Proximity (the distance swam from the platform) in probe trial was analyzed using one way ANOVA, revealing a prominent difference between groups in second probe session, one week later (F4, 42 = 4.61, P = 0.004). Tukey post-hoc test showed an increase in the distance from target location in convulsion group (P < 0.01) compared with control. This increase was reversed by C. sativum extract pretreatment (P < 0.05) and treatment (P < 0.01) groups, thereafter. Crossing is the other important measure of probe trial memory test which showed a significant difference (F4, 42 = 3.16, P = 0.02) in the second probe session, one week later. The tukey post hoc test showed a decrease in the crossing from target area (P < 0.01), which was not compensated by C. sativum extract pretreatment or treatment [Figure 4].

Figure 4. Effect of Convulsion and C. sativum Extract on Probe Trial
Effect of Convulsion and C. sativum Extract on Probe Trial

A. Crossing number was decreased in convulsion group during the second week probe trial. B. Proximity was increased in convulsion group during the second week probe trial and C. sativum extract treatment and pretreatment decreased the proximity to previous level. Asterisks show the differences between each group and control, while square show the difference between C. sativum extract and convulsion group. ** P < 0.001; # P < 0.05; ## P < 0.01.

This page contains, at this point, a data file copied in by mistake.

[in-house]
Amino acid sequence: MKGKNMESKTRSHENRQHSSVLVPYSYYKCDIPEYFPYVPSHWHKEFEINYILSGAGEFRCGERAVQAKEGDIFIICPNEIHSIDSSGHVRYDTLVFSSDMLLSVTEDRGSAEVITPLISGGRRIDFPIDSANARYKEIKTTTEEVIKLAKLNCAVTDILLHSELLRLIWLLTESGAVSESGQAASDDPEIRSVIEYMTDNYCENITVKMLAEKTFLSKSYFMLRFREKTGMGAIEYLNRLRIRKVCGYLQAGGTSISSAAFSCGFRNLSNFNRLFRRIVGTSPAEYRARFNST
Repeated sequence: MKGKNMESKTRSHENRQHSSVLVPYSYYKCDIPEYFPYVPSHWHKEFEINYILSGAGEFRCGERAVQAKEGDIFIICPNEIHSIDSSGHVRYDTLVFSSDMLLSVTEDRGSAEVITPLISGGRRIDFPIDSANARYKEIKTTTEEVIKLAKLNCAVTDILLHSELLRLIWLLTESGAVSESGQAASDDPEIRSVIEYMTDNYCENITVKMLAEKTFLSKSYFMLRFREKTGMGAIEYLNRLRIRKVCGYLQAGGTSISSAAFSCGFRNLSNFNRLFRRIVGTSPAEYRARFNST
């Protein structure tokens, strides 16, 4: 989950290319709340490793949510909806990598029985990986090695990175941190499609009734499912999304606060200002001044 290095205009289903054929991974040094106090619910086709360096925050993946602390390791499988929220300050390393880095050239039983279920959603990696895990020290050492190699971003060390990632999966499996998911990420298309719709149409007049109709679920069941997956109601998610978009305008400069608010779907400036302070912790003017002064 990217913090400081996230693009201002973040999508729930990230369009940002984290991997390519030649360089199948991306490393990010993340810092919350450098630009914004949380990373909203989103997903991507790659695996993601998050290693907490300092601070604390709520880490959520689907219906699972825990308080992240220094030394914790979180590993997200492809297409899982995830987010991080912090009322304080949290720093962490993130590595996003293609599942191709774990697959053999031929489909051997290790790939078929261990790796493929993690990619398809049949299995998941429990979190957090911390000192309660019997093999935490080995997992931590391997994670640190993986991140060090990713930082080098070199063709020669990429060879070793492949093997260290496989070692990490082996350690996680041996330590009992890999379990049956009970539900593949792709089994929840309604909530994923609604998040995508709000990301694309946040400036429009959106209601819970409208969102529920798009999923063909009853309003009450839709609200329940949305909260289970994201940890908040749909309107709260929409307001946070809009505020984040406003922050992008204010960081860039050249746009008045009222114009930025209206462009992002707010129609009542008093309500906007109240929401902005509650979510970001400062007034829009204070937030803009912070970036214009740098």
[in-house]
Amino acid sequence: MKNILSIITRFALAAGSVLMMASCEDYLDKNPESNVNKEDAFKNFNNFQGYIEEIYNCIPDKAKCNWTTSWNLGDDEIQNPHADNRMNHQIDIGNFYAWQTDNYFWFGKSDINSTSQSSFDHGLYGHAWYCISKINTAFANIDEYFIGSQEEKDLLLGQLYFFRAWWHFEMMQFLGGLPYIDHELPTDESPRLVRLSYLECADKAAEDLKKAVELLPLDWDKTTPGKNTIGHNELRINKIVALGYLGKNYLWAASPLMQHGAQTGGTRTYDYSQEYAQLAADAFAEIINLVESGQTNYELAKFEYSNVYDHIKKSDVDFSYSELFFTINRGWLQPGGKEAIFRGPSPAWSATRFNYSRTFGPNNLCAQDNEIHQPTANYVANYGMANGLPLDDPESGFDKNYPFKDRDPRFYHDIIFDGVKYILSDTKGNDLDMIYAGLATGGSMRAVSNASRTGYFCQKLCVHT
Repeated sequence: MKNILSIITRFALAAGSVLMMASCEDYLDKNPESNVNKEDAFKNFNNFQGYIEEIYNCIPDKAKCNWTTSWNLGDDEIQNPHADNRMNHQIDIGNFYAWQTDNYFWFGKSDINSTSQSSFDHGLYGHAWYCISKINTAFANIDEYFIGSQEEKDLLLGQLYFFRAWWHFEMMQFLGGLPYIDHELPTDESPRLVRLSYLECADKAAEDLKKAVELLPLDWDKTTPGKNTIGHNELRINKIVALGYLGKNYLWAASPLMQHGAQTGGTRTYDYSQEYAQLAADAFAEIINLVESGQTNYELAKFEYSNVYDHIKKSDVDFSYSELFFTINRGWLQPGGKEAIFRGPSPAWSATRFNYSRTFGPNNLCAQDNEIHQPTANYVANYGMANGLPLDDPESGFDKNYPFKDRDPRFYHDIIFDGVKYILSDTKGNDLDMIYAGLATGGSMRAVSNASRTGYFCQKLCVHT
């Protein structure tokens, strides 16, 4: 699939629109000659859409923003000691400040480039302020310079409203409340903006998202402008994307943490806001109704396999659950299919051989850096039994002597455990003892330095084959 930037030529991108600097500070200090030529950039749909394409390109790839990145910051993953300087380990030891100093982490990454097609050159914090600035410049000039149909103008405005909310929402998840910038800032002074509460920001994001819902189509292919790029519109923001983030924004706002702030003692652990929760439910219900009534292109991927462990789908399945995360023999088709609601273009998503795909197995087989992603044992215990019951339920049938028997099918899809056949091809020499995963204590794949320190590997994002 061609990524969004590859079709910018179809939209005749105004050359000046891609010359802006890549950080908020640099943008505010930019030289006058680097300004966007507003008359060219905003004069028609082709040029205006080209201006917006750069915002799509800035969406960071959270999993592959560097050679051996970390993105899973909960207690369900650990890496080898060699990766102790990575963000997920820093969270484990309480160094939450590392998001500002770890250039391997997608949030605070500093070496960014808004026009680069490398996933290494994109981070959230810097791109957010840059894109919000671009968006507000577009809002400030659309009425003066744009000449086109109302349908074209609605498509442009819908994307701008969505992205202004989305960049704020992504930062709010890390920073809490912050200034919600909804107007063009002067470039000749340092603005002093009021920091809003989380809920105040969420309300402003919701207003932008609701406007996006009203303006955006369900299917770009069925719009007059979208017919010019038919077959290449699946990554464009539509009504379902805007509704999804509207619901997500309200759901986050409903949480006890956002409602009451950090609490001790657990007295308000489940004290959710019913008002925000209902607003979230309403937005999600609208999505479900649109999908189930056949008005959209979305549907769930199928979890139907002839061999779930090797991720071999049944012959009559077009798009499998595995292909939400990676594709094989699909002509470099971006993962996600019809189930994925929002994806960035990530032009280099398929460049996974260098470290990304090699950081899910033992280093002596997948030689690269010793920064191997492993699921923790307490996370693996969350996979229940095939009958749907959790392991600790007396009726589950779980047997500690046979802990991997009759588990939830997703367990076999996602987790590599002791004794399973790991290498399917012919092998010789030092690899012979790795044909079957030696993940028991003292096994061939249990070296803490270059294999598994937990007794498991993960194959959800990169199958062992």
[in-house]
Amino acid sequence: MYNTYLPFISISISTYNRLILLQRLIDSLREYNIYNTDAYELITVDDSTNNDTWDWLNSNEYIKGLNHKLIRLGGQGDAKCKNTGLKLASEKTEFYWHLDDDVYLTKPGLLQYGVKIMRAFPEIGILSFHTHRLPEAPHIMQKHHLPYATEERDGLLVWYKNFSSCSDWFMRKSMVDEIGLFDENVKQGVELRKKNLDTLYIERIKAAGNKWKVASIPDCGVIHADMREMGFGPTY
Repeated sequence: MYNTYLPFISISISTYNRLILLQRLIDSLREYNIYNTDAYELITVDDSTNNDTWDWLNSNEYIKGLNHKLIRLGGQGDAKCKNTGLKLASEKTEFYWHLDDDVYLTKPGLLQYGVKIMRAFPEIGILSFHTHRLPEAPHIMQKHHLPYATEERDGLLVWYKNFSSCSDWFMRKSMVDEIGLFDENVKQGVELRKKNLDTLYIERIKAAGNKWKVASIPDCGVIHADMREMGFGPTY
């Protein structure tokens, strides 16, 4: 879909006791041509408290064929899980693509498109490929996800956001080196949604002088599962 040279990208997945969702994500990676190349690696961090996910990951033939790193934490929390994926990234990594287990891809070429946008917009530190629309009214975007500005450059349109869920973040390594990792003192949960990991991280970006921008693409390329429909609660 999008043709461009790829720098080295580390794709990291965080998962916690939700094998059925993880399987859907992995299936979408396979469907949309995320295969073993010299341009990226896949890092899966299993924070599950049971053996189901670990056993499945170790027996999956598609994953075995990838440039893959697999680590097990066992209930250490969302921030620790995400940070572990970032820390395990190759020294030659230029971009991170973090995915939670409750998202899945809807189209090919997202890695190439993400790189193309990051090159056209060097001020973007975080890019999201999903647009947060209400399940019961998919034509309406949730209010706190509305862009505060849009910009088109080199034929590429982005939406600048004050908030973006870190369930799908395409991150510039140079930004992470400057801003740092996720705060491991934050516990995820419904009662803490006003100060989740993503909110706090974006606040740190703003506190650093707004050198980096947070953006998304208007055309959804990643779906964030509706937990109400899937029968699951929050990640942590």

4. Discussion

The present study investigated the pretreatment and treatment effect of C. sativum extract on spatial learning acquisition and memory retrieval deficits induced by pilocarpine epilepsy in adult male Wistar rats. The results of the study showed that C. sativum extract reversed the transient increase of latency and distance of acquisition water maze learning of epileptic rats. Further, the extract reversed some attributes of the memory retrieval of delayed impairment due to pilocarpine application.